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Seabird breeding season reveals big trouble for three species in the North

Analysis of this year’s seabird breeding data on RSPB’s coastal reserves shows that kittiwakes, Arctic terns and Arctic skuas have had a terrible season, with virtually no chicks reared to fledging in the far north of the UK.  Changes in food supply, which may be linked to climate change, could threaten the future of these species in the UK.

With seabirds a good indicator of the health of the overall marine environment, RSPB Scotland is calling on the Scottish Government to ensure that it puts the environment at the heart of the forthcoming Scottish Marine Bill in the light of such worrying declines, to ensure that it makes a real difference for our marine wildlife. Scotland is internationally important for seabirds, hosting over 3 million or 45% of EU breeding populations.

Earlier this year RSPB issued a grave prognosis for the breeding season, with many of the country’s internationally important colonies left with nests abandoned and empty cliffs which should have been teeming with tens of thousands of seabirds at the time.

Now the data and colony counts from RSPB Reserves have been analysed the results confirm that many species in the north have again suffered major collapses in breeding success. Worryingly, the evidence again suggests that repeated annual breeding failures are now substantially reducing populations of those species worst affected, with some cliffs that used to support huge colonies experiencing steep population declines in recent years.

This year kittiwakes have been hit very hard, particularly on Orkney. At RSPB’s Copinsay reserve, a count of the whole colony found only 1881 pairs, a 57% decline on 1999 figures, and at North Hill they have declined by 89% in the same period, with just 14 pairs counted this year. On the Scottish mainland colony at Mull of Galloway, too, the situation for kittiwakes is bleak, with a 50% reduction in the population since 2005 to just 65 pairs this year.

Arctic skua
The graceful Arctic skua, a bird on the southern edge of its world range in Scotland, is faring no better. RSPB reserves on Shetland and Orkney have seen a 30% decline in nesting pairs in just one year to 65 pairs. Crucially though, these pairs produced a dismal 3 chicks in total to the fledging stage. In ecological terms, this is equivalent to virtually no breeding success this year.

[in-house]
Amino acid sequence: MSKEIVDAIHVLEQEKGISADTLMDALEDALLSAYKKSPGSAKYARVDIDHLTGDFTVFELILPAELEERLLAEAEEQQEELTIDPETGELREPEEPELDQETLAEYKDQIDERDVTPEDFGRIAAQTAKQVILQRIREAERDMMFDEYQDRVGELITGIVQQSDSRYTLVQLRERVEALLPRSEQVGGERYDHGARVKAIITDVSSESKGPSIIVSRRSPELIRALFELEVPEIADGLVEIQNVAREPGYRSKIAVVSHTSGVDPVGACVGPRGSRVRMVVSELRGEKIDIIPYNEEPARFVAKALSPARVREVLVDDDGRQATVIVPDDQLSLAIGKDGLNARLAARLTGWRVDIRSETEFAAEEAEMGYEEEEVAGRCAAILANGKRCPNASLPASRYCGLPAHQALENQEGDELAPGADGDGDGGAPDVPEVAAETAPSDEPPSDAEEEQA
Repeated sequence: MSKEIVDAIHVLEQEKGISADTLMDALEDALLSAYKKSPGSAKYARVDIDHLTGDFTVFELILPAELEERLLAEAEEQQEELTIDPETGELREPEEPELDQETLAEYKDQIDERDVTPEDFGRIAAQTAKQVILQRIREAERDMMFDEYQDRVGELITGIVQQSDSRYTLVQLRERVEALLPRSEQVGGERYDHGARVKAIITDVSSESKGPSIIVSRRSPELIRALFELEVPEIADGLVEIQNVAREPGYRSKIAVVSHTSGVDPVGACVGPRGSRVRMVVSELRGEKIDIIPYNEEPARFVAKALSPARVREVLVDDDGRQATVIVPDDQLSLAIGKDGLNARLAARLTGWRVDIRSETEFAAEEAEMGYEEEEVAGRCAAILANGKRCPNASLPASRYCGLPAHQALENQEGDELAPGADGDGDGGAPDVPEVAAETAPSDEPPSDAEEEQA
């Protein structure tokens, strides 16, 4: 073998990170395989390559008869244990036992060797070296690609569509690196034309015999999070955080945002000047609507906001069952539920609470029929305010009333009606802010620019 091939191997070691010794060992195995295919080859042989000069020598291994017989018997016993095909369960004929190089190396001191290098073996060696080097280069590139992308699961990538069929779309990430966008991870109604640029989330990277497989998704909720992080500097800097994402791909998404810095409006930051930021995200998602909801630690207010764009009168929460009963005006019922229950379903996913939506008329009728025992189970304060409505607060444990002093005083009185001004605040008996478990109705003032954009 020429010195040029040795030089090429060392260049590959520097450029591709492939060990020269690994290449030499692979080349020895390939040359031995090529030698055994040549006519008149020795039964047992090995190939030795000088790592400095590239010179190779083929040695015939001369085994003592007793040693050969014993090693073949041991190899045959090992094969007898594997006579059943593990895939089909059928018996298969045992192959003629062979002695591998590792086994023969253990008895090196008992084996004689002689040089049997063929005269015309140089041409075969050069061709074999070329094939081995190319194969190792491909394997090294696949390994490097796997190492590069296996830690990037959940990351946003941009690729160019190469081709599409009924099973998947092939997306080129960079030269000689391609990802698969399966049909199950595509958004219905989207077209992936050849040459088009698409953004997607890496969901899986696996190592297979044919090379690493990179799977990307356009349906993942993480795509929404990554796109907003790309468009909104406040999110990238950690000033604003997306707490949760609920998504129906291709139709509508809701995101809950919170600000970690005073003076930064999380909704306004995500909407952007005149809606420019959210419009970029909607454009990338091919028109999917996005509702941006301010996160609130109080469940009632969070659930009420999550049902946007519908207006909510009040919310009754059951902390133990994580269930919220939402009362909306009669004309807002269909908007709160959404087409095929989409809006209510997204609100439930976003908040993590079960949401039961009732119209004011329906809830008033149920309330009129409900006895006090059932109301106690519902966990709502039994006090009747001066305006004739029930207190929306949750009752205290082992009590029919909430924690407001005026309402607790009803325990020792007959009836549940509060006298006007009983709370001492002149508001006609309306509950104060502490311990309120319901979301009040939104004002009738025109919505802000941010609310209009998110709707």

Arctic tern
Arctic terns have also been hit hard, and are now showing evidence of long term serious decline on reserves in the Northern Isles.  On Orkney and Shetland, with just over 1000 nests across Mousa, North Hill and Copinsay abandoned early in the season, these colonies failed to produce any young.  Reports from areas away from RSPB reserves suggest that virtually no young Arctic terns were fledged this year from Orkney or Shetland.

Some other seabird species appear to be weathering the storm. Great skuas, gannets and cormorants have experienced modest increases in their numbers, while herring gulls have remained stable.

Recent reports of significant declines in plankton biomass point to major changes happening to the foundations of ocean ecosystems in the Atlantic which could well be affecting our seabirds.

Although direct evidence is still lacking, increased winter sea surface temperatures disrupting the food chain are thought to be driving the declines. Temperatures tend to be higher in the northern North Sea in winter than further South. Such changes may be reducing the survival of sandeel larvae, ultimately reducing the abundance of this staple prey item for seabirds in the Northern Isles and chronically undermining their breeding success.

Douglas Gilbert, an ecologist with RSPB Scotland, said:
“RSPB Reserves are acting as an indicator of the wider fortunes of seabirds around our coasts. The outlook for some species such as Arctic skua, kittiwake and Arctic tern is dire, and there are problems with other species like guillemots and puffins in some areas too. Unless conditions change to allow these birds the chance of successful breeding, the long-term future for them is bleak. The evidence that this is linked to changes in sea surface temperatures is now growing.”

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